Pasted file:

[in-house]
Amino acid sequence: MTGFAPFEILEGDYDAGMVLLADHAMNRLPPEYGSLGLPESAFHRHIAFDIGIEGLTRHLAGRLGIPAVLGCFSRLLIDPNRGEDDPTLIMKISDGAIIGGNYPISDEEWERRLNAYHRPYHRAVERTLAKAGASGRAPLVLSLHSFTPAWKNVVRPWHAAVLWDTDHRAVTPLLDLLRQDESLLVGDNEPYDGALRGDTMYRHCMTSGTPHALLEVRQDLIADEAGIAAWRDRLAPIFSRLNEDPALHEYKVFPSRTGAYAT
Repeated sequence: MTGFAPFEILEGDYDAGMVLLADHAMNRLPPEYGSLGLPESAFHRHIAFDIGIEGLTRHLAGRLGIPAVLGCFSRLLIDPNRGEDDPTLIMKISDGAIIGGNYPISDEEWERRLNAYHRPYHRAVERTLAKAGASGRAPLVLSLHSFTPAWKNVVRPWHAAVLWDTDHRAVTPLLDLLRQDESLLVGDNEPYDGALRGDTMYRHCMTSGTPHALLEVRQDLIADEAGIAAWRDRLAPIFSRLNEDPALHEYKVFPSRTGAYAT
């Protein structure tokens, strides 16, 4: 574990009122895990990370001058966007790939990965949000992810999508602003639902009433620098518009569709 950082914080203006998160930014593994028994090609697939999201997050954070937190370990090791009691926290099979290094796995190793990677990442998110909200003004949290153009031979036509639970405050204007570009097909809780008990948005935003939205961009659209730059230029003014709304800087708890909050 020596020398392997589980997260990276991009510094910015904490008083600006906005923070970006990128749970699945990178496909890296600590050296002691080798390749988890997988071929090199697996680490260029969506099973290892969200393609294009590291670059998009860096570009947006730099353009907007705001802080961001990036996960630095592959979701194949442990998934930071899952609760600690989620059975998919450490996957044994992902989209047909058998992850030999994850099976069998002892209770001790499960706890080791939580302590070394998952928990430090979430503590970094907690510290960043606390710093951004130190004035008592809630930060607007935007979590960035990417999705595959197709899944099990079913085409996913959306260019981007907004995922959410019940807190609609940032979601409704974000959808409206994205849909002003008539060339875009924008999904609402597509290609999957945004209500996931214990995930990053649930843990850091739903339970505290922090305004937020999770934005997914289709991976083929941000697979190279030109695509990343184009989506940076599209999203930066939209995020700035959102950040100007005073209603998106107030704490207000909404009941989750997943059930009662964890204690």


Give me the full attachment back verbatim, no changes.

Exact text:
[in-house]
Amino acid sequence: MTGFAPFEILEGDYDAGMVLLADHAMNRLPPEYGSLGLPESAFHRHIAFDIGIEGLTRHLAGRLGIPAVLGCFSRLLIDPNRGEDDPTLIMKISDGAIIGGNYPISDEEWERRLNAYHRPYHRAVERTLAKAGASGRAPLVLSLHSFTPAWKNVVRPWHAAVLWDTDHRAVTPLLDLLRQDESLLVGDNEPYDGALRGDTMYRHCMTSGTPHALLEVRQDLIADEAGIAAWRDRLAPIFSRLNEDPALHEYKVFPSRTGAYAT
Repeated sequence: MTGFAPFEILEGDYDAGMVLLADHAMNRLPPEYGSLGLPESAFHRHIAFDIGIEGLTRHLAGRLGIPAVLGCFSRLLIDPNRGEDDPTLIMKISDGAIIGGNYPISDEEWERRLNAYHRPYHRAVERTLAKAGASGRAPLVLSLHSFTPAWKNVVRPWHAAVLWDTDHRAVTPLLDLLRQDESLLVGDNEPYDGALRGDTMYRHCMTSGTPHALLEVRQDLIADEAGIAAWRDRLAPIFSRLNEDPALHEYKVFPSRTGAYAT
């Protein structure tokens, strides 16, 4: 574990009122895990990370001058966007790939990965949000992810999508602003639902009433620098518009569709 950082914080203006998160930014593994028994090609697939999201997050954070937190370990090791009691926290099979290094796995190793990677990442998110909200003004949290153009031979036509639970405050204007570009097909809780008990948005935003939205961009659209730059230029003014709304800087708890909050 020596020398392997589980997260990276991009510094910015904490008083600006906005923070970006990128749970699945990178496909890296600590050296002691080798390749988890997988071929090199697996680490260029969506099973290892969200393609294009590291670059998009860096570009947006730099353009907007705001802080961001990036996960630095592959979701194949442990998934930071899952609760600690989620059975998919450490996957044994992902989209047909058998992850030999994850099976069998002892209770001790499960706890080791939580302590070394998952928990430090979430503590970094907690510290960043606390710093951004130190004035008592809630930060607007935007979590960035990417999705595959197709899944099990079913085409996913959306260019981007907004995922959410019940807190609609940032979601409704974000959808409206994205849909002003008539060339875009924008999904609402597509290609999957945004209500996931214990995930990053649930843990850091739903339970505290922090305004937020999770934005997914289709991976083929941000697979190279030109695509990343184009989506940076599209999203930066939209995020700035959102950040100007005073209603998106107030704490207000909404009941989750997943059930009662964890204690």